The normality of worship life in the Church

Texte correspond en français : La normalité de la vie cultuelle dans l’Église

Normality is defined according to what everyone lives daily for his well-being. This is a balance in the existence of all for a life without incident.

Worship is a heart-to-heart relationship within a fellowship in addition to what it is toward God. A Sunday celebration as well as all the gatherings of a community life express it.

However, is this normality at all times, in every moment, or in all places?

It is not the first time the Church is challenged regarding its worship gatherings. Just think of these extraordinary events that obliged the Church to change its ‘’usual’’ celebrations: Epidemics of cholera, plague, or even persecution. The Church had to find ways to meet differently in forest, in caves and even to suspend the regular worship. More positively, when a new mission is developed, ordinary worshipping is abandoned to adapt to the new situation. The list can be long. As an example, the New Testament testifies of these practices when early Christians gathered in houses to continue the worship done in Synagogues that became obsolete (Acts 2:46 read also Romans 16:5a)

Then these words of Jesus Xrist resonate: ‘’For where two or three gather in my name, there am I with them.” (Matthew 18:20). In my view, this is the normality to understand without digitizing it. Why then say two or three? Could it not be more? The number does not matter here for Jesus talks more of a grouping quality than number per se. Indeed, the number two refers to the smallest number of people that can be brought together in a group. The number three is the one that increases it. Therefore, Jesus testifies of the quality of the group more than its size. This is not the size (minimum or increased) of the group that gives its quality, but the following words: ‘’there am I with them.’’ It must be understood that Jesus gives this much sought-after worship quality. This helps to accept with more ease the impediments to assembly that one may encounter during his lifetime.

Nevertheless, the problem encountered today is that we find ourselves alone, isolated, confined because of covid 19. Everyone normality has lost its balance; in short, it collapsed.

How then to regain this worship normality?

Jonas was the biblical man of extreme confinement. That man fled God. He was thrown overboard when at sea to calm down a storm that threatened to sink the boat in which he fled. He was then swallowed by a huge fish in whose belly he spent three days before he was released. Without making similarities with the why of the situation in which Jonas finds himself and ours today, it is no less interesting to observe an isolation of the most extreme. I will not discuss the probative literary value of the narrative. The Bible gives account that the event experienced by Jonah has caused him extreme anguish and psychological troubles. It is clearly written: ‘’In my distress’’ (Jonas 2:2) and also ‘’When my life was ebbing away’’ (Jonas 2:7). But the situation is peculiar that he turns to his Lord for his salvation.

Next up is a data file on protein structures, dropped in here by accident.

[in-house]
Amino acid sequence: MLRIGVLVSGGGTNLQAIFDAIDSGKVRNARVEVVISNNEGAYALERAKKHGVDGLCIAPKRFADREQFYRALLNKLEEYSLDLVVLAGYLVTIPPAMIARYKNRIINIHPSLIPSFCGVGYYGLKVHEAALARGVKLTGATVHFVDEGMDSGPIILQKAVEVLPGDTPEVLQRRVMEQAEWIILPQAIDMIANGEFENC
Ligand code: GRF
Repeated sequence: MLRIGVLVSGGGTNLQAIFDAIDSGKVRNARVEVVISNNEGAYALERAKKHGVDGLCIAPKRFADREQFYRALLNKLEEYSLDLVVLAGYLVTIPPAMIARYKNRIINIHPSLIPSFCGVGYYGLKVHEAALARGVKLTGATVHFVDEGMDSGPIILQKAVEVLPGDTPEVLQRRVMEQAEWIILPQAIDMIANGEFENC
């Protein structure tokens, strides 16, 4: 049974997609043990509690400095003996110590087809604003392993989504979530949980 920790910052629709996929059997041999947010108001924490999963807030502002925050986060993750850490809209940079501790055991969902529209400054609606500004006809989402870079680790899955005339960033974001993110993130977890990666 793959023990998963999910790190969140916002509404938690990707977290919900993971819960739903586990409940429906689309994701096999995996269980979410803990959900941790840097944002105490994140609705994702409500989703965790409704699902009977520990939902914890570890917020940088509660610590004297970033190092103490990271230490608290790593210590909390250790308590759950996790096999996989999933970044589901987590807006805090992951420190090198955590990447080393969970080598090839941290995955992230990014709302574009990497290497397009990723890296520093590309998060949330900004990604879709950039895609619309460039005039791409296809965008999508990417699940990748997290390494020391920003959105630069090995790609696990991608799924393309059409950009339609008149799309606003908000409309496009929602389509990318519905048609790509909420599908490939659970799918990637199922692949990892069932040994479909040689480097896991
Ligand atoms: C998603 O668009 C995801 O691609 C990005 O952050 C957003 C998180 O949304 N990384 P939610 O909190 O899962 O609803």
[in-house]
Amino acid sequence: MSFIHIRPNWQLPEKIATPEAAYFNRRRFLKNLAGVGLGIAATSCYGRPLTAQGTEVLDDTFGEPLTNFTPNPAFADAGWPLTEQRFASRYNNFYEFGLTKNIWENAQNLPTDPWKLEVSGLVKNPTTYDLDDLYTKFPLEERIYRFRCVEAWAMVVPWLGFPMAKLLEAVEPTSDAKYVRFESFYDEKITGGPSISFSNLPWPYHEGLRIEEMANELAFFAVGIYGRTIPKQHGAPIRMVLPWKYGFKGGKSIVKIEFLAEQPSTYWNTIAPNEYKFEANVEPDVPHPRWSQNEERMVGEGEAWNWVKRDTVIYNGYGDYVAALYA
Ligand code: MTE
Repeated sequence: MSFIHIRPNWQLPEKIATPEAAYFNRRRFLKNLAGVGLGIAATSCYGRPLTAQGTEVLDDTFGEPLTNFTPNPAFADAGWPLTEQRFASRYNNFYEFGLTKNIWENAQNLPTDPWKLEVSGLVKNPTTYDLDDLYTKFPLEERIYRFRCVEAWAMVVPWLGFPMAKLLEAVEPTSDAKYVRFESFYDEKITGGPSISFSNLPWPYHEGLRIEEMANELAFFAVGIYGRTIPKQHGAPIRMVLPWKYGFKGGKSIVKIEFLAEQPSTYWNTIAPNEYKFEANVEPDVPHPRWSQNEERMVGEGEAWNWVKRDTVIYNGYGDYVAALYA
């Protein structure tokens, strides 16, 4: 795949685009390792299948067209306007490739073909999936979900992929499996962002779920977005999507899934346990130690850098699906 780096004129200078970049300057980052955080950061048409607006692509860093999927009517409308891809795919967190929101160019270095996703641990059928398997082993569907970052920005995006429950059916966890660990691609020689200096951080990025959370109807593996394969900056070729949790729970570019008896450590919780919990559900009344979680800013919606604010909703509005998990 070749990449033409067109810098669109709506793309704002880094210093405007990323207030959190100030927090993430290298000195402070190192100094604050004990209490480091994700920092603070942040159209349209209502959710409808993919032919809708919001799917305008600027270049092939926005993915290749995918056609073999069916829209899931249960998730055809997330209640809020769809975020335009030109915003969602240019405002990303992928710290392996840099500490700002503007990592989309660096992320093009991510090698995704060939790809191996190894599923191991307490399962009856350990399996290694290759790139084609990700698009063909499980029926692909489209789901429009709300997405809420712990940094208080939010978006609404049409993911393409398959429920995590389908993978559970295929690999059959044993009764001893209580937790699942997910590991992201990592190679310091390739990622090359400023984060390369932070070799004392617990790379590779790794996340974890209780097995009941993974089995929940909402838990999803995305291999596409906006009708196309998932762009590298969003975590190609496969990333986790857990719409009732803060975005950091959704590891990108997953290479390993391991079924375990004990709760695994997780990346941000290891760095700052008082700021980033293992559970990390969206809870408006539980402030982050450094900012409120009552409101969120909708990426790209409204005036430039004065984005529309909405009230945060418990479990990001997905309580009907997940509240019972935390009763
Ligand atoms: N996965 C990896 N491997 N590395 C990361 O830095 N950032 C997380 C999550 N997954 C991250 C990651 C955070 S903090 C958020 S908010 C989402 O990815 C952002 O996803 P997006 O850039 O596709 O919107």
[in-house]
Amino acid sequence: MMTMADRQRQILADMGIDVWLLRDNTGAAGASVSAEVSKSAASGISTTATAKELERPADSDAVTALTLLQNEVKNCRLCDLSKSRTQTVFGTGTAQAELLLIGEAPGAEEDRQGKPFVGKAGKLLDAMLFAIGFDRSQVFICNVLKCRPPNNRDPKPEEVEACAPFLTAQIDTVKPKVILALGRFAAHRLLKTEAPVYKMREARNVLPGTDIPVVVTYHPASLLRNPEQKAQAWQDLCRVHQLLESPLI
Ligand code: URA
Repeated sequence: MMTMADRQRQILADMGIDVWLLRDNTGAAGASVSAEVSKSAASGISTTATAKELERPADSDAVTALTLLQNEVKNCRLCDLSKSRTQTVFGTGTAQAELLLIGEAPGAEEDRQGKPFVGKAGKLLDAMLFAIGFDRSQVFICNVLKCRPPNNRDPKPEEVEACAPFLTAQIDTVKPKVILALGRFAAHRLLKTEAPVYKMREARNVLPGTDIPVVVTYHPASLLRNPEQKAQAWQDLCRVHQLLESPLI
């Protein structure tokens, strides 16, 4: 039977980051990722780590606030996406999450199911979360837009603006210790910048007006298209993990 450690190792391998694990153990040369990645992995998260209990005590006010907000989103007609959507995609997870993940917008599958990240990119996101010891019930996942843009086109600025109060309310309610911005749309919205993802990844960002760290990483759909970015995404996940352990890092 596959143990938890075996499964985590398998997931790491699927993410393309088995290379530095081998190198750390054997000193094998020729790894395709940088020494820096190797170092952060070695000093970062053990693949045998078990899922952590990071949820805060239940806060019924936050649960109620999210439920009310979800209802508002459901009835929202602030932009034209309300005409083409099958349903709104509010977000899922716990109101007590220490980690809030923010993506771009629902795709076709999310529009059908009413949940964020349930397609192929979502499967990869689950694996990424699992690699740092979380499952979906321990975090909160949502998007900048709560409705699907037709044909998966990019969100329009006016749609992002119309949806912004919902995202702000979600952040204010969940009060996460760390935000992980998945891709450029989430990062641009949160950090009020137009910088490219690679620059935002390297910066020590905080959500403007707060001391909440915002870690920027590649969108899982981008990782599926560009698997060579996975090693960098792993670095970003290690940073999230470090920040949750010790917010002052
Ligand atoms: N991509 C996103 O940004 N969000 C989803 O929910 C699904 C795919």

This abnormal condition pushes him to find again his balance with God. This enables him to fully undergo the divine saving work (Jonas 2:9); this work which he knows is already underway to save even the repentant people in the world, outside the Judaic people of his time (Jonas 4:1,2) which is the reason why he fled in order not to obey God’s command: to make the divine word heard so that the inhabitant of Nineveh may repent.

Quite often we consider enemy anything that deviates from what we esteem to be normal. However, can we not conceive it otherwise?

This whole situation today leads us to re-examine the soundness of our lives, our relationship with other and with ourselves, and with God for some of us. Paul writes to the Corinthians: Do you not know that your bodies are temples of the Holy Spirit, who is in you(1 Corinthians 6:19). These words tell that the bond between God and the world is not broken but secured by God himself. Each of the bodies is the temple of the Holy Spirit or has its potential, in this sense we have a force that impels us to seek ever more this relationship with God and to allow us to continue forward. Like Jonas who, in the belly of the fish, had the certainty he would see his God again (Jonas 2:4).